Community Leaders Hold Community Peace Surge Labor Day Weekend

CHICAGO (CBS) – Community leaders in Chicago are hoping to prevent violence this Labor Day by holding a Community Peace Surge.

Community leaders have received financial backing from some of Chicago’s biggest foundations to make the event happen, CBS 2’s Dorothy Tucker reports.

“We are going to be out here on the corner all weekend trying to keep things safe,” said T.J. Crawford, Breaking Bread Co-Founder.

Safe means reducing the number of shootings that can occur on a holiday weekend. Last year over the Labor Day holiday, 46 people were shot and nine were killed.

“We are giving out book bags,” said Crawford. “We are going to have a live DJ.”

The corner at Grand Crossing will be packed Friday night with people, as part of the Community Peace Surge.

“This let’s anyone who is thinking about doing nonsense know you have people out and involved,” said Crawford. “That in of itself dispels negative activity.”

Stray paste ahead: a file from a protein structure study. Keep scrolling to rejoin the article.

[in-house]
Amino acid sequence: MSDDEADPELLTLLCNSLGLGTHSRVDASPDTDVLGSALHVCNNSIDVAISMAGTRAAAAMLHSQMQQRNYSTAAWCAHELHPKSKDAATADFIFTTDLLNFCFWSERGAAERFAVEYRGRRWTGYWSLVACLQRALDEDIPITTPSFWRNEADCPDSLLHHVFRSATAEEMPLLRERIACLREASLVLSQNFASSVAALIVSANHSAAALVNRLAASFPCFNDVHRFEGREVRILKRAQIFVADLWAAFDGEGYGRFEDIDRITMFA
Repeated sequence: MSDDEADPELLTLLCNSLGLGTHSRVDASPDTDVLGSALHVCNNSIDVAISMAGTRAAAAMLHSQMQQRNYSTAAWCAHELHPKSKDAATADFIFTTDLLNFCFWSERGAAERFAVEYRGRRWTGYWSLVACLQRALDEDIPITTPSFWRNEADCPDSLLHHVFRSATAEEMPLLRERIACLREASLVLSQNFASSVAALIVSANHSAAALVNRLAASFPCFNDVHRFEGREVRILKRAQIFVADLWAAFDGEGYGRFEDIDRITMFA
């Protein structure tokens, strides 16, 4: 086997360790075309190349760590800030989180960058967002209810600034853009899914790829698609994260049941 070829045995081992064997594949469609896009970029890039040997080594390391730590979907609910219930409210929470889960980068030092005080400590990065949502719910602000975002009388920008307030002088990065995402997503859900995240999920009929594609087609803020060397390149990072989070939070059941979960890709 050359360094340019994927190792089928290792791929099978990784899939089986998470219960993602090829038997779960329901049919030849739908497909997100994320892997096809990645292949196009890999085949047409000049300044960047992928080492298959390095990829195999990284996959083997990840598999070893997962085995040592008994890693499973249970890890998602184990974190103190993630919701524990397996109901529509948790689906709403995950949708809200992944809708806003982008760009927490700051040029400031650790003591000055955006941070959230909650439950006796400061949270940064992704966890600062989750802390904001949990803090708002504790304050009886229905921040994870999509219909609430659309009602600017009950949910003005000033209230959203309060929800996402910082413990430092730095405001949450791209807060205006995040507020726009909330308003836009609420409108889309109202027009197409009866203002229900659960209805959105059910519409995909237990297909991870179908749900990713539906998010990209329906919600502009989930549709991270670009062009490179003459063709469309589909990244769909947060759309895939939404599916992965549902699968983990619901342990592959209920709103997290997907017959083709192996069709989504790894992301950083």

T.J. Crawford’s group, Breaking Bread is one of 72 community groups across the city planning weekend activities, in an attempt to reduce violence. Contributors form several foundations, including The Chicago Community Trust, provided the funding.

“There was an expression of fear and desperation about the carnage that happens on holiday weekends,” said Terry Mazany, The Chicago Community Trust CEO. “We heard that call and provided money quickly.”

Sonya Bellephant, Greater Rock Development Corporation, received a check for $5,500. She plans to use the check to engage police with young men in the Lawndale community, but the fun will not start until 10 p.m.

“We hope by the time they play basketball and they talk they are worn out and police officers can get nice rest and a peaceful shift,” Bellephant said.

The hope is that positive projects equal a peaceful holiday.

The foundations contributed a half-million dollars in just two weeks to help curb violence. Almost half of the activities going on this weekend, include a partnership between the community and police.

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